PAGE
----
• Fort Belvior and Railroad MOS?

  • A general discussion about shortlines, industrials, and military railroads
A general discussion about shortlines, industrials, and military railroads

Moderator: Aa3rt

  by Gilbert B Norman
I must wonder now that I've learned Ft Belvior is out of the railroad business, does the Army even have any railroad related MOS's anymore?

In Viet Nam, US Forces operated trains over their railways. If Sgt. Statkowski is "out there" might you wish to comment? While railroads are used in Iraq to support our military presence, the recent TRAINSarticle suggests they remain under Iraqi civilian control.

  by jhdeasy
One of my Army colleagues (I'm Navy) here at the Defense Logistics Agency HQ, a tennant at Fort Belvoir VA, provided the following list of Army MOS:


The majority of Army positions in this field are closely related to similar civilian occupations. Potential civilian employers are trucking firms, marinas, airports, railroads and intra-coastal shipping companies.


88H Cargo Specialist

88K Watercraft Operator

88L Watercraft Engineer

88M Motor Transport Operator

88N Transportation Management Coordinator

88P Railway Equipment Repairer (USAR)

88Q Railway Car Repairer (USAR)

88R Airbrake Repairer (USAR)

88S Locomotive Electrician (USAR)

88T Railway Section Repairer (USAR)

88U Railway Operations Crewmember (USAR)

88V Train Crewmember (USAR)


Thus it apears there are several MOS for railroad skills, but (according to one source) the billets with these MOS are all Army Reserve rather than active duty Army; another source indicates they are USA as well as USAR. The Army's Advanced Individual Training schools for these MOS are probably at Fort Eustis, Virginia.
  by RailVet
The Army still does have railway MOS; however, the list posted above is way out of date by perhaps a decade or more. Consolidation has left only three: 88U (rail operations), 88T (track maintenance) and 88P (locomotive repair). The Regular Army deleted rail MOSs in May 1976, leaving them only in the Army Reserve. The National Guard has never had rail MOSs or rail units. The last active duty railway unit, the platoon-sized 1st Railway Detachment, was inactivated at Fort Eustis on September 30, 1978. Together with civilian employees, it had been in charge of running the post utility railway and providing training for reservists during their summer training increments. When they left, the handful of civilian employees remained behind to run the line.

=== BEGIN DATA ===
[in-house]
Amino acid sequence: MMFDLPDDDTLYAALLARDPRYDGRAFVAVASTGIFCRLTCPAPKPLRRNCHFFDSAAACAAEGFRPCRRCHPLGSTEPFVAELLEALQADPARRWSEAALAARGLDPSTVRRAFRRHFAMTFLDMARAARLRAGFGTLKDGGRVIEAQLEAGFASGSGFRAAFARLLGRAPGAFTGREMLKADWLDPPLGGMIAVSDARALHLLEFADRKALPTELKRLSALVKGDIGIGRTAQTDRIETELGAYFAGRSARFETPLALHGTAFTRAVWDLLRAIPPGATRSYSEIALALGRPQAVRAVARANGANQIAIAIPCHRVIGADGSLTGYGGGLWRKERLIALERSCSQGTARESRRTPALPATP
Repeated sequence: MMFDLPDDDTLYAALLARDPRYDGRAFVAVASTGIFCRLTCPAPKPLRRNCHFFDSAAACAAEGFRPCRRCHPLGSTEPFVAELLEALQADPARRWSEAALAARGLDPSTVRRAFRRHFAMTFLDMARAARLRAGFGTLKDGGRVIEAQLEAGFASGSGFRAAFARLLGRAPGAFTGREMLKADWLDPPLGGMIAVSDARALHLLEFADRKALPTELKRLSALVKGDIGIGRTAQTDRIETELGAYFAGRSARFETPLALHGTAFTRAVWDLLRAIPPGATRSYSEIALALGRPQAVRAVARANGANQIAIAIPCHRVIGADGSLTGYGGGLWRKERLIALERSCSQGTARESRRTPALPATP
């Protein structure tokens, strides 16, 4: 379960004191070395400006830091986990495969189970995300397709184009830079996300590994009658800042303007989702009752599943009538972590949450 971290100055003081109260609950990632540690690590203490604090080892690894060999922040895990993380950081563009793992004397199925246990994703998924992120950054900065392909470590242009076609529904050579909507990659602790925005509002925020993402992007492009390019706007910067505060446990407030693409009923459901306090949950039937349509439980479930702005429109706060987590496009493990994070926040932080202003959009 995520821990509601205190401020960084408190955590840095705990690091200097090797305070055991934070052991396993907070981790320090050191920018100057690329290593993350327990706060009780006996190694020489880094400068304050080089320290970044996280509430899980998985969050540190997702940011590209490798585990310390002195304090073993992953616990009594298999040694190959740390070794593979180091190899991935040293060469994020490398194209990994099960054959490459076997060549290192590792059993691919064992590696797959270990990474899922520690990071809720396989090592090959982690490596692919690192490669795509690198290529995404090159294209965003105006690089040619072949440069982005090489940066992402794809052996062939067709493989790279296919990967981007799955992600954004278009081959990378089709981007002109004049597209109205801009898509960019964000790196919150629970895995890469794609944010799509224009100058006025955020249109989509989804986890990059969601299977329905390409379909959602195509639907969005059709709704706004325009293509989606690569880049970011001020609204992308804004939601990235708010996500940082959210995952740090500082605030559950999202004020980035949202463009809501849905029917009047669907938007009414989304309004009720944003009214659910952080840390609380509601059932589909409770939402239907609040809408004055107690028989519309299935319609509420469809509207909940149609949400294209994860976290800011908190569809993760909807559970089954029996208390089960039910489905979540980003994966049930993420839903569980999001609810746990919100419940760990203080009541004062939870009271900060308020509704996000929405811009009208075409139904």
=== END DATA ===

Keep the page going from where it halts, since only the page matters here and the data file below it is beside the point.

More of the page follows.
Fort Belvoir's line had long been a civilian-manned railway by the time it ceased operations and was pulled up in the early 1990s.

US Army rail operations in Vietnam were extremely limited. Statkowski's rail operation was primarily a short utility line, not mainline operations over the national railway. As a former US Army rail liaison officer from the early stages of the war stated, the more they used the national railway, the more it was attacked, so the Army declined to use it much.

In Iraq, there was a British Army railway unit involved in restoring rail operations at the port of Umm Qasr in the wake of the invasion two years ago. Later there was a small detachment of the Army Reserve's 757th Transportation Battalion (Railway), plus there was other Transportation Corps involvement in overseeing rail operations. Restoring and conducting rail operations, however, has mainly been turned over to contractors and Iraqi employees.